My power controller project

Hello,

I'm working on a smart power controller and I have a few remaining questions before I commit to my next couple purchases.

Project Objective: Operate a DC current regulator, for a load which has a varying resistance, and requires a fixed current of 2ma (configurable range 0.5ma - 2.0ma). Pretty simple, right?

I chose these breakout boards but haven't purchased yet:
Current Sensor: INA219 High Side DC Current Sensor Breakout - 26V ±3.2A Max [STEMMA QT] : ID 904 : $9.95 : Adafruit Industries, Unique & fun DIY electronics and kits
Power Source Controller: MCP4725 Breakout Board - 12-Bit DAC with I2C Interface [STEMMA QT / qwiic] : ID 935 : $4.95 : Adafruit Industries, Unique & fun DIY electronics and kits

This diagram roughly shows how I started the project using whatever components I already had:

So the low pass filter seems to work, but the response time isn't fast, which is why I am considering the MCP4725 DAC board.

My main questions are:
• Should I isolate the powersource of the duino from the powersource to the load? If so, how? And what voltage should I use for the power source to the load, or how do I figure out what voltage to use? A 24v battery had been recommended.

What are R1 C1 and D1 for

Surely its more efficient if the transistor is completely On or Off (Class D amplifier) ?

R1 and C1 form a low pass filter to operate the transistor to vary the power. That's what I'm thinking of replacing with the MCP4725 DAC.

Ah OK. My missunderstanding

It thought you were making a switch mode constant current controller, not a linear one.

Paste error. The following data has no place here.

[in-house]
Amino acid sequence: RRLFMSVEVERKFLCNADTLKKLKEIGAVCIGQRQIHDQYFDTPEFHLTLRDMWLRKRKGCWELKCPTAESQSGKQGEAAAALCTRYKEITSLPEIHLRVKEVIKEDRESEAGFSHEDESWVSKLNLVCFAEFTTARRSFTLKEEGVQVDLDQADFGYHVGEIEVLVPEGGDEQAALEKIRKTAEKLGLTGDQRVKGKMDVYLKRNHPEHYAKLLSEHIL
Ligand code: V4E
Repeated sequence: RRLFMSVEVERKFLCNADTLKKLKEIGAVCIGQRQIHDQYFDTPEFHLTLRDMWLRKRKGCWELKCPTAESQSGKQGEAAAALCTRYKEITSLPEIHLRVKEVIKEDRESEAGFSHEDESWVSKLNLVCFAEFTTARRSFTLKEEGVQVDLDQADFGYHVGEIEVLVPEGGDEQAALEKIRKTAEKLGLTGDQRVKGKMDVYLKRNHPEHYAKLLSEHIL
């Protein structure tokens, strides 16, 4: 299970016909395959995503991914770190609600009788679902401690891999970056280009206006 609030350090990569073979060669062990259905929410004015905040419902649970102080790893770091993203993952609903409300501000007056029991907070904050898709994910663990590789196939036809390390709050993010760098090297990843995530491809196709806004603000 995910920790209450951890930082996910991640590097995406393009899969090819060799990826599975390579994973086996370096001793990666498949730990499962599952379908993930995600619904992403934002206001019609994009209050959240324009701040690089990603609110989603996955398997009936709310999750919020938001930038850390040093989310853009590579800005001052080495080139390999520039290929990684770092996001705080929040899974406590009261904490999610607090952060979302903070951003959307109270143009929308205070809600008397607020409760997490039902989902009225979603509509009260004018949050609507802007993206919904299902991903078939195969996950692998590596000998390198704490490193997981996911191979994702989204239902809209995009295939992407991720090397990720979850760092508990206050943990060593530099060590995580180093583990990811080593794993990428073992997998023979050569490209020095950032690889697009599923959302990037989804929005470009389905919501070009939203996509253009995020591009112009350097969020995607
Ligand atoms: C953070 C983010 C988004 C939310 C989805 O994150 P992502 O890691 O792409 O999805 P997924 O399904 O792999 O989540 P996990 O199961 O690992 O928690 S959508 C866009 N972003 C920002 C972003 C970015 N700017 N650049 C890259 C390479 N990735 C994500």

What is the load ? A battery ? or some other device ?

BTW. I'm not sure your circuit will work with just one sensor input.

You can determine the voltage across the load R3, but unless R3 is a know constant resistance (ie not something like a battery), you will not be able to determine the current through R3

You would be better off sensing both sides of R2 to determine the voltage across R2, which would give you the current as I presume R2 is a fixed resistance

There is also the issue with the value of R2 to give enough voltage to be measurable by the ADC i,e for max resolution, at max current the voltage across R2 would be 5v (or just under)
Normally this means that R2 ends up being not such a low value resistor e.g.
R2 would need to be 5/0.0002 = 25k. But this would need to be a 5W resistor !

Hence depending on the value of R3, you would need a large enough supply voltage e.g. 12V in would give approx 5V out with the volt drop in R2 and the transistor.

BTW. This thread should probably be moved to the electronics section

However if R3 a known constant, then this would not be an issue

Thanks rogerClark.

The load would be another device, and the resistance does vary.

Thanks for going into detail for me. I don't have any formal EE training. I experimented with the low side sensing and it seems to me that the arduino won't be as precise as I need. I ordered two of the INA219 breakout boards to try one on the high side and one on the low side.